An Oregon woman searching for the son she gave up for adoption 45 years ago was met with heartbreak when she learned he died nearly 25 years ago.
Carol King-Eckersley, 65, began looking for her son after her husband’s death in 2012 only to learn he died with 270 others in the 1988 bombing of Pan-Am flight 103.
"270 people died in that tragedy and one of those happened to be the only child I ever had. And I didn't even know it until last April," King-Eckersley told BBC News. "So it became a kind of double tragedy. I found him and I lost him on the same day."
King-Eckersley knew the name of the boy she gave up when she was just 19, but she didn’t interfere in his life, just as she promised. The daughter of a high school principal, she gave up her baby to save her father’s reputation, not her own.
"I'm just starting to get to know him," she said. "In a way I'm going backwards because the getting to know him makes it sharper, makes the regret deeper."
An internet search of Kenneth Bissett’s name appeared on the remembrance list for those who died in the bombing. He was student at Cornel University who was participating in a study-abroad program in London. He was due to fly home days earlier, but decided to stay in London a little longer to celebrate his 21st birthday with friends.
On Dec. 21, 1988, the transatlantic flight from London’s Heathrow Airport to John F. Kennedy International Airport in New York City exploded, killing 243 passengers, 16 crew, and another 11 people on the ground in Lockerbie, Scotland.
"I'm still in the semi-numb part after you lose a loved one," said King-Eckersley. "Even though I didn't have him with me physically he was always in my heart. I thought of him pretty much every day."
She said she can’t imagine how devastated his adopted parents, Florence and John, must have felt.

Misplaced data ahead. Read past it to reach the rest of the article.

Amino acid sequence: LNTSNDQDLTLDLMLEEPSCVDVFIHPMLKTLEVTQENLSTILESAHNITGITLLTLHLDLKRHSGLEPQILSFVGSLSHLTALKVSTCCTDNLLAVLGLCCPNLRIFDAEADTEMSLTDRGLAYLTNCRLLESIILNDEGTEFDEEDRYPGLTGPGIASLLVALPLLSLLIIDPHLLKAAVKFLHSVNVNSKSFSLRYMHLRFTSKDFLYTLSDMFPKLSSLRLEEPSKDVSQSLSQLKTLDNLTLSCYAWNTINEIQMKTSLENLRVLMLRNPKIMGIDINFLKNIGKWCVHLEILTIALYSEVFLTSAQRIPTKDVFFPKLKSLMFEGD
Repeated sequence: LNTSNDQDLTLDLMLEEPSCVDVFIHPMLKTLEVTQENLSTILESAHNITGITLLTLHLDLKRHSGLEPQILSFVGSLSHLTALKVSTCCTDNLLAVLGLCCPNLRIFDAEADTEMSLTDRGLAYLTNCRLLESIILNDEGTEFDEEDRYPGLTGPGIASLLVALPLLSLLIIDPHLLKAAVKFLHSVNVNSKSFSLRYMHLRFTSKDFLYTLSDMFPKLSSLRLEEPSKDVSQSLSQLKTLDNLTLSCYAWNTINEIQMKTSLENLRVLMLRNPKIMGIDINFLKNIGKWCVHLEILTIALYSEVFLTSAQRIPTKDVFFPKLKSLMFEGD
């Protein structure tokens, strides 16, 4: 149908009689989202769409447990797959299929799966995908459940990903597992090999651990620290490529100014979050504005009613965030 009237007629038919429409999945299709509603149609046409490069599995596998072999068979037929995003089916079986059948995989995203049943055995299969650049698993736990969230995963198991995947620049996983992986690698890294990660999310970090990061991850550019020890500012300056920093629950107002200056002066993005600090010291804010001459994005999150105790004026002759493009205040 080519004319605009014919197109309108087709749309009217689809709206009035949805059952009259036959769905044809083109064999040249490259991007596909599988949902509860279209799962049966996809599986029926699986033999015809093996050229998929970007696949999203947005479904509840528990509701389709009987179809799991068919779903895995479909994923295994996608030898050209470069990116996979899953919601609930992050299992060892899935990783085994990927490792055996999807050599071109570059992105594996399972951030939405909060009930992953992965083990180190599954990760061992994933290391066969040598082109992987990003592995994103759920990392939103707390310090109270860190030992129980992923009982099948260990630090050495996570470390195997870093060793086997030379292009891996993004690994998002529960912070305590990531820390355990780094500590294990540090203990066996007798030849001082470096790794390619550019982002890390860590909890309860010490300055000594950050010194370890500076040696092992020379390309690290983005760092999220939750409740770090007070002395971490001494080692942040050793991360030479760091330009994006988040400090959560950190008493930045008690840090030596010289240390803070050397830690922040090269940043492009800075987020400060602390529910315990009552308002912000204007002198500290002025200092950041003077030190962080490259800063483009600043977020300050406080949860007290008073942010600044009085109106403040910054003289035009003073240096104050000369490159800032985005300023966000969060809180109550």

"I saw a baby picture for the first time the other day,” she said. “I had never seen him except for wrapped up in a yellow blanket on the day we left hospital and the attorney was taking him to his new parents."
"There was always the hope and dream that some day there would come a knock at the door and I would open it and there would be this tall handsome gentleman saying, 'Hi, I guess you are my mom'," she said. "When I saw that on my computer it was like somebody had turned out a light because that hope was gone."
While Libya took responsibility for the bombing in 2003, the motive is unclear. It is generally believed it was retaliation for a Navy warship, which shot down an Iranian passenger airplane when it mistook it for an F-14 fighter.
Pan Am flight 103 change airport security forever. The bomb, which was inside a Samsonite suitcase, was put on the plane by Abdelbaset Ali Mohmed al-Megrahi, head of security for Libyan Arab Airlines and an alleged intelligence officer. He was convicted of 270 counts of murder and sentenced to life in prison in Scotland. He was released in 2012 after he was diagnosed with terminal prostate cancer and given three months to live.
Al-Megrahi returned to Libya and lived another two years and nine months.